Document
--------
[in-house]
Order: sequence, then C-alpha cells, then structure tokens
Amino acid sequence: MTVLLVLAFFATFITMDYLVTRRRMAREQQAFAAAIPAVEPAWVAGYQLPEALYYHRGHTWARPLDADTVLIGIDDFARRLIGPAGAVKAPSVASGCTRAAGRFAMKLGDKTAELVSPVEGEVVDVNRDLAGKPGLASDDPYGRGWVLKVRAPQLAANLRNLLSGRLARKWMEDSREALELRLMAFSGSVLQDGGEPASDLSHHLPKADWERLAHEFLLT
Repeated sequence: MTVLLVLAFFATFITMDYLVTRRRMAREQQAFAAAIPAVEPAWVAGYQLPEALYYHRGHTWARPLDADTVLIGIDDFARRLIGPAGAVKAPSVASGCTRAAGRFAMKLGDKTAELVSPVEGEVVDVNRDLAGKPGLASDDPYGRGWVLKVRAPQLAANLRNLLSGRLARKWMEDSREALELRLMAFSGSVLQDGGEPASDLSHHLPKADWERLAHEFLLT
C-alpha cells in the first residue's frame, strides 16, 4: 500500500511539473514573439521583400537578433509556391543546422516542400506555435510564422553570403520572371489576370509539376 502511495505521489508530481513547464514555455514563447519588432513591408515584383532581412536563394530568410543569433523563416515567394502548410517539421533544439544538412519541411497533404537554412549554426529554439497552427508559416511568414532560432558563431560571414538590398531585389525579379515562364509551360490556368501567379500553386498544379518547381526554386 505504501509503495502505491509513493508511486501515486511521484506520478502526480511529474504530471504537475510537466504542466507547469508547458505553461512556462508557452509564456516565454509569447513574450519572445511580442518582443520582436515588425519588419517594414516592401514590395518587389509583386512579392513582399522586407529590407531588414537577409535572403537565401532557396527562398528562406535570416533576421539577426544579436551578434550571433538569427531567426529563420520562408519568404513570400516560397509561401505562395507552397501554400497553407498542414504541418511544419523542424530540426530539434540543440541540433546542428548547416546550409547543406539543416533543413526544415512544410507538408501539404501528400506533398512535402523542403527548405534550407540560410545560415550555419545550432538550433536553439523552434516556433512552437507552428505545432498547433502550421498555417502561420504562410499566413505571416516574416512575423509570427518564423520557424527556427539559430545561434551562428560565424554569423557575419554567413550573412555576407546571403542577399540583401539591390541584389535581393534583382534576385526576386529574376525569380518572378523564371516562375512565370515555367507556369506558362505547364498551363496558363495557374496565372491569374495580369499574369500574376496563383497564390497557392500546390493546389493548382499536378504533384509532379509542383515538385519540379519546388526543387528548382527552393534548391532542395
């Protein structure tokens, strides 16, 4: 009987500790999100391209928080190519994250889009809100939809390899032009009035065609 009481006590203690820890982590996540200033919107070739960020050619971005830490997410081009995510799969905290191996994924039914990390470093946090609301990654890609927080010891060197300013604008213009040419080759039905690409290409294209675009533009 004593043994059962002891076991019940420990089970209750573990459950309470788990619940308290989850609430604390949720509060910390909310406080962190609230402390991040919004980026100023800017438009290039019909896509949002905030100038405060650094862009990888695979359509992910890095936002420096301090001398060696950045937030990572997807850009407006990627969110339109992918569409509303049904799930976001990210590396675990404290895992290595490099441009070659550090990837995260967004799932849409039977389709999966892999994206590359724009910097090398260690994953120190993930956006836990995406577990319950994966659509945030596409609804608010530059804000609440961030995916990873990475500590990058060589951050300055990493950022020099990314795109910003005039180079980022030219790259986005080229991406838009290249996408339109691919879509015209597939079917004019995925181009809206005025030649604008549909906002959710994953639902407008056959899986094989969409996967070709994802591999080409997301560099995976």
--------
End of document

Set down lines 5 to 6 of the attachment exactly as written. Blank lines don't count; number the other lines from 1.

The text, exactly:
C-alpha cells in the first residue's frame, strides 16, 4: 500500500511539473514573439521583400537578433509556391543546422516542400506555435510564422553570403520572371489576370509539376 502511495505521489508530481513547464514555455514563447519588432513591408515584383532581412536563394530568410543569433523563416515567394502548410517539421533544439544538412519541411497533404537554412549554426529554439497552427508559416511568414532560432558563431560571414538590398531585389525579379515562364509551360490556368501567379500553386498544379518547381526554386 505504501509503495502505491509513493508511486501515486511521484506520478502526480511529474504530471504537475510537466504542466507547469508547458505553461512556462508557452509564456516565454509569447513574450519572445511580442518582443520582436515588425519588419517594414516592401514590395518587389509583386512579392513582399522586407529590407531588414537577409535572403537565401532557396527562398528562406535570416533576421539577426544579436551578434550571433538569427531567426529563420520562408519568404513570400516560397509561401505562395507552397501554400497553407498542414504541418511544419523542424530540426530539434540543440541540433546542428548547416546550409547543406539543416533543413526544415512544410507538408501539404501528400506533398512535402523542403527548405534550407540560410545560415550555419545550432538550433536553439523552434516556433512552437507552428505545432498547433502550421498555417502561420504562410499566413505571416516574416512575423509570427518564423520557424527556427539559430545561434551562428560565424554569423557575419554567413550573412555576407546571403542577399540583401539591390541584389535581393534583382534576385526576386529574376525569380518572378523564371516562375512565370515555367507556369506558362505547364498551363496558363495557374496565372491569374495580369499574369500574376496563383497564390497557392500546390493546389493548382499536378504533384509532379509542383515538385519540379519546388526543387528548382527552393534548391532542395
């Protein structure tokens, strides 16, 4: 009987500790999100391209928080190519994250889009809100939809390899032009009035065609 009481006590203690820890982590996540200033919107070739960020050619971005830490997410081009995510799969905290191996994924039914990390470093946090609301990654890609927080010891060197300013604008213009040419080759039905690409290409294209675009533009 004593043994059962002891076991019940420990089970209750573990459950309470788990619940308290989850609430604390949720509060910390909310406080962190609230402390991040919004980026100023800017438009290039019909896509949002905030100038405060650094862009990888695979359509992910890095936002420096301090001398060696950045937030990572997807850009407006990627969110339109992918569409509303049904799930976001990210590396675990404290895992290595490099441009070659550090990837995260967004799932849409039977389709999966892999994206590359724009910097090398260690994953120190993930956006836990995406577990319950994966659509945030596409609804608010530059804000609440961030995916990873990475500590990058060589951050300055990493950022020099990314795109910003005039180079980022030219790259986005080229991406838009290249996408339109691919879509015209597939079917004019995925181009809206005025030649604008549909906002959710994953639902407008056959899986094989969409996967070709994802591999080409997301560099995976």